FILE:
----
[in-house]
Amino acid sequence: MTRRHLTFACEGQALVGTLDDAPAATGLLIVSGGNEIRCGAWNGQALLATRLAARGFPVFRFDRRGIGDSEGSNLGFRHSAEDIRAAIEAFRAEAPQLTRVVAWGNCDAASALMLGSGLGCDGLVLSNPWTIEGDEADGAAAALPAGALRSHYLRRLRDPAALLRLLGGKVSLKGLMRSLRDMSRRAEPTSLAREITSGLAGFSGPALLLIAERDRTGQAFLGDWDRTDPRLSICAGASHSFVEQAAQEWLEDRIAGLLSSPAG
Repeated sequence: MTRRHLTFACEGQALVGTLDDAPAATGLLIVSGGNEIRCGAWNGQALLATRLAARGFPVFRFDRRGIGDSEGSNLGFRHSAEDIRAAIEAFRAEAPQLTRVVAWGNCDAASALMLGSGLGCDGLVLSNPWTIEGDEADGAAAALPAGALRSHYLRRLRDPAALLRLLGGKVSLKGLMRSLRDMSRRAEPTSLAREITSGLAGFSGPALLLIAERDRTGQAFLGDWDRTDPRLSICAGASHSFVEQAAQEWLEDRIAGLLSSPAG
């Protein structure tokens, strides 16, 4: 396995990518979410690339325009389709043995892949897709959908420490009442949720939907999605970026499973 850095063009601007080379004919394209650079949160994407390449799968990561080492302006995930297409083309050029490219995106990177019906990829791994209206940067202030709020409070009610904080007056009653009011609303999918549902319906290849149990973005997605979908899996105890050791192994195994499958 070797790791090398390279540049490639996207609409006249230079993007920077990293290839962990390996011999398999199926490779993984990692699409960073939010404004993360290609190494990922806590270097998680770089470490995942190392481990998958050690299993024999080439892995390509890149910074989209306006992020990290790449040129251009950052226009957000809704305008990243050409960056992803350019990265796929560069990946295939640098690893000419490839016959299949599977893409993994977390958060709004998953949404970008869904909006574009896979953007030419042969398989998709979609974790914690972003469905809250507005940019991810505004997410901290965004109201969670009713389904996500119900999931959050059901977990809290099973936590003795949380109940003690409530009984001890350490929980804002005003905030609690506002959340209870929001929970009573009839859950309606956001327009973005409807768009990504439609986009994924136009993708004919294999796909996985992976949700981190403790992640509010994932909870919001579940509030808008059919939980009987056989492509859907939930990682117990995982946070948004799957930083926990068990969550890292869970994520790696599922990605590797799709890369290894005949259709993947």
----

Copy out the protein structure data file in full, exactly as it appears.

[in-house]
Amino acid sequence: MTRRHLTFACEGQALVGTLDDAPAATGLLIVSGGNEIRCGAWNGQALLATRLAARGFPVFRFDRRGIGDSEGSNLGFRHSAEDIRAAIEAFRAEAPQLTRVVAWGNCDAASALMLGSGLGCDGLVLSNPWTIEGDEADGAAAALPAGALRSHYLRRLRDPAALLRLLGGKVSLKGLMRSLRDMSRRAEPTSLAREITSGLAGFSGPALLLIAERDRTGQAFLGDWDRTDPRLSICAGASHSFVEQAAQEWLEDRIAGLLSSPAG
Repeated sequence: MTRRHLTFACEGQALVGTLDDAPAATGLLIVSGGNEIRCGAWNGQALLATRLAARGFPVFRFDRRGIGDSEGSNLGFRHSAEDIRAAIEAFRAEAPQLTRVVAWGNCDAASALMLGSGLGCDGLVLSNPWTIEGDEADGAAAALPAGALRSHYLRRLRDPAALLRLLGGKVSLKGLMRSLRDMSRRAEPTSLAREITSGLAGFSGPALLLIAERDRTGQAFLGDWDRTDPRLSICAGASHSFVEQAAQEWLEDRIAGLLSSPAG
């Protein structure tokens, strides 16, 4: 396995990518979410690339325009389709043995892949897709959908420490009442949720939907999605970026499973 850095063009601007080379004919394209650079949160994407390449799968990561080492302006995930297409083309050029490219995106990177019906990829791994209206940067202030709020409070009610904080007056009653009011609303999918549902319906290849149990973005997605979908899996105890050791192994195994499958 070797790791090398390279540049490639996207609409006249230079993007920077990293290839962990390996011999398999199926490779993984990692699409960073939010404004993360290609190494990922806590270097998680770089470490995942190392481990998958050690299993024999080439892995390509890149910074989209306006992020990290790449040129251009950052226009957000809704305008990243050409960056992803350019990265796929560069990946295939640098690893000419490839016959299949599977893409993994977390958060709004998953949404970008869904909006574009896979953007030419042969398989998709979609974790914690972003469905809250507005940019991810505004997410901290965004109201969670009713389904996500119900999931959050059901977990809290099973936590003795949380109940003690409530009984001890350490929980804002005003905030609690506002959340209870929001929970009573009839859950309606956001327009973005409807768009990504439609986009994924136009993708004919294999796909996985992976949700981190403790992640509010994932909870919001579940509030808008059919939980009987056989492509859907939930990682117990995982946070948004799957930083926990068990969550890292869970994520790696599922990605590797799709890369290894005949259709993947």